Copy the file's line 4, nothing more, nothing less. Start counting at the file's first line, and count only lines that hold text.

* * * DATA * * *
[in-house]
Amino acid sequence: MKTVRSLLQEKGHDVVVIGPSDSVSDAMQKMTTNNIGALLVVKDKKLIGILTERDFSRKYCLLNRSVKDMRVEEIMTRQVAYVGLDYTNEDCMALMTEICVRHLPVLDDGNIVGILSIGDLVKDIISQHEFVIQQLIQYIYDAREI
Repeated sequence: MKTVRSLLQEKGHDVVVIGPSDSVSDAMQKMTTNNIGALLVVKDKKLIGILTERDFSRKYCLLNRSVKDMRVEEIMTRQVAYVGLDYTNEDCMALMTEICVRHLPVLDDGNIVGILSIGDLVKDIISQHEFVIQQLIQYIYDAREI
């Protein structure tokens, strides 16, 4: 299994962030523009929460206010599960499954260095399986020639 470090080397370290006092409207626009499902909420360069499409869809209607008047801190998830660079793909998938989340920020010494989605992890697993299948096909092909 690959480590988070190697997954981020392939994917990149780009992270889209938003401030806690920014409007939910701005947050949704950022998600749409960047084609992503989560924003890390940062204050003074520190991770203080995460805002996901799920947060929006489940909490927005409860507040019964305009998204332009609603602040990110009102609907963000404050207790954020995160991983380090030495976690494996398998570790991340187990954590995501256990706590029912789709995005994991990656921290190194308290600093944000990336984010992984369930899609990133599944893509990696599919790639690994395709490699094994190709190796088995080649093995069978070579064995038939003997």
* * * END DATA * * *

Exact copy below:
């Protein structure tokens, strides 16, 4: 299994962030523009929460206010599960499954260095399986020639 470090080397370290006092409207626009499902909420360069499409869809209607008047801190998830660079793909998938989340920020010494989605992890697993299948096909092909 690959480590988070190697997954981020392939994917990149780009992270889209938003401030806690920014409007939910701005947050949704950022998600749409960047084609992503989560924003890390940062204050003074520190991770203080995460805002996901799920947060929006489940909490927005409860507040019964305009998204332009609603602040990110009102609907963000404050207790954020995160991983380090030495976690494996398998570790991340187990954590995501256990706590029912789709995005994991990656921290190194308290600093944000990336984010992984369930899609990133599944893509990696599919790639690994395709490699094994190709190796088995080649093995069978070579064995038939003997």